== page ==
There's more to the Hague than its prestigious history of being the seat of power of not just the Netherlands, but the United Nations itself. As the third largest city in the country you can expect embassies, mansions, stately boulevards and among it a lively culture of fine museums, quaint cafes, and even a long stretch of beach. You will often see a throng of locals, expats, and tourists alike mingle in its loud and active kitsch. Download the Hague Travel Guide and Offline Map to learn about this outstanding city.
What was once used for executions back in the day, the Binnenhof's central courtyard is now surrounded by parliamentary buildings. The awe-inspiring 17th-century North Wing is home to the Upper Chamber of the Dutch Parliament, while the Lower Chamber used to meet in the ballroom that can be found in the 19th-century wing. Today, it adjoins the old and the new with the addition of a modern building on the South side. The highlight of the Binnenhof is its 13th-century Ridderzaal.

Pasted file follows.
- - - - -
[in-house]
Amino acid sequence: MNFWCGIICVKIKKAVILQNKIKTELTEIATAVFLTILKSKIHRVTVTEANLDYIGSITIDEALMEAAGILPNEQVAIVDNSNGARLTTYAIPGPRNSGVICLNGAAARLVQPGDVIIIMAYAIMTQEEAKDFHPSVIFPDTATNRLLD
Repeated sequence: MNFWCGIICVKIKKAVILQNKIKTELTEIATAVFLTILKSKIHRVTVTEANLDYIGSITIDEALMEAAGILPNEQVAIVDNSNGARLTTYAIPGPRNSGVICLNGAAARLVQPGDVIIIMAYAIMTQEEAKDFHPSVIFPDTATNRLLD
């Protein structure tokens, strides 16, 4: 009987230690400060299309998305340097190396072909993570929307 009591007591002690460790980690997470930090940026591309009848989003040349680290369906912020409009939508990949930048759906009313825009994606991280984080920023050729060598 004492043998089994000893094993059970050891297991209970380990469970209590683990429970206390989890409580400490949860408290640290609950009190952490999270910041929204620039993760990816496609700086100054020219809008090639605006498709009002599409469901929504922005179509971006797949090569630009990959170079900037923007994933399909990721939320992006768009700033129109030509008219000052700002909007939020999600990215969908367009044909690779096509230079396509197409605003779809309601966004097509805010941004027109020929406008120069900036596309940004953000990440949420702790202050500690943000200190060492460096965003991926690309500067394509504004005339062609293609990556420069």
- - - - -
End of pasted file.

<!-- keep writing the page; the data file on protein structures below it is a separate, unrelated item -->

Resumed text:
A treasure trove of Dutch and Flemish art, the Mauritshuis is an exemplary museum that should not be missed while in Hague. What was once an old palace has had an addition of modern wings through the years. Among its masterpieces on display is Vermeer's Girl with a Pearl Earring, Rembrandts including a wistful self-portrait from the year of his death, 1669, and The Anatomy Lesson of Dr Nicolaes Tulp.
3. Haagse Toren
Who doesn't love panoramic views of cities below from high up above? Be whisked up to the 42nd floor of this 135-meter building in merely 40 seconds. The city's second-tallest building offers an outstanding view of the city even from just the elevator. Of course, if you're afraid of heights be warned, as the elevators are made of glass. It's well worth it though as once you reach the top you will be greeted with panoramas that extend up to 45 kilometers and as far as Rotterdam.
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